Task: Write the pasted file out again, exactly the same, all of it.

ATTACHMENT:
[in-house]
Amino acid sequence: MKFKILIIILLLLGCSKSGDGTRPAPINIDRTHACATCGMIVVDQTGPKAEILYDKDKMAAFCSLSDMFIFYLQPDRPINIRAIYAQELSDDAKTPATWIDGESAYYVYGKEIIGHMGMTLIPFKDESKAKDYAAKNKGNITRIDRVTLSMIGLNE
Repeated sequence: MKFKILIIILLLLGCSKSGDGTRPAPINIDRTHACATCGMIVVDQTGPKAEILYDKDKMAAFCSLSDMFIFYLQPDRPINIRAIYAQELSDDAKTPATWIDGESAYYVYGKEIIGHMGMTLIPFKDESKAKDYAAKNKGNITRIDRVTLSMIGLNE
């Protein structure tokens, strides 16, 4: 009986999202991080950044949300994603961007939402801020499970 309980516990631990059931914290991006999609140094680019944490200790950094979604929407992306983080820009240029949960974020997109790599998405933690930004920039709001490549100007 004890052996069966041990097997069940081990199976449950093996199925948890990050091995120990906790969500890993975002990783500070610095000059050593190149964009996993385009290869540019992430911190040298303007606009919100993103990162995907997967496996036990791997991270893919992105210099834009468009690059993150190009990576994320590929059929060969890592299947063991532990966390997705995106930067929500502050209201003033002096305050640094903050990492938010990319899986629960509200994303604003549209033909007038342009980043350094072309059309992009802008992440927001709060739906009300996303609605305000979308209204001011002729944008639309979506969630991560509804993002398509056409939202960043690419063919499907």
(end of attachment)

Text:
[in-house]
Amino acid sequence: MKFKILIIILLLLGCSKSGDGTRPAPINIDRTHACATCGMIVVDQTGPKAEILYDKDKMAAFCSLSDMFIFYLQPDRPINIRAIYAQELSDDAKTPATWIDGESAYYVYGKEIIGHMGMTLIPFKDESKAKDYAAKNKGNITRIDRVTLSMIGLNE
Repeated sequence: MKFKILIIILLLLGCSKSGDGTRPAPINIDRTHACATCGMIVVDQTGPKAEILYDKDKMAAFCSLSDMFIFYLQPDRPINIRAIYAQELSDDAKTPATWIDGESAYYVYGKEIIGHMGMTLIPFKDESKAKDYAAKNKGNITRIDRVTLSMIGLNE
């Protein structure tokens, strides 16, 4: 009986999202991080950044949300994603961007939402801020499970 309980516990631990059931914290991006999609140094680019944490200790950094979604929407992306983080820009240029949960974020997109790599998405933690930004920039709001490549100007 004890052996069966041990097997069940081990199976449950093996199925948890990050091995120990906790969500890993975002990783500070610095000059050593190149964009996993385009290869540019992430911190040298303007606009919100993103990162995907997967496996036990791997991270893919992105210099834009468009690059993150190009990576994320590929059929060969890592299947063991532990966390997705995106930067929500502050209201003033002096305050640094903050990492938010990319899986629960509200994303604003549209033909007038342009980043350094072309059309992009802008992440927001709060739906009300996303609605305000979308209204001011002729944008639309979506969630991560509804993002398509056409939202960043690419063919499907």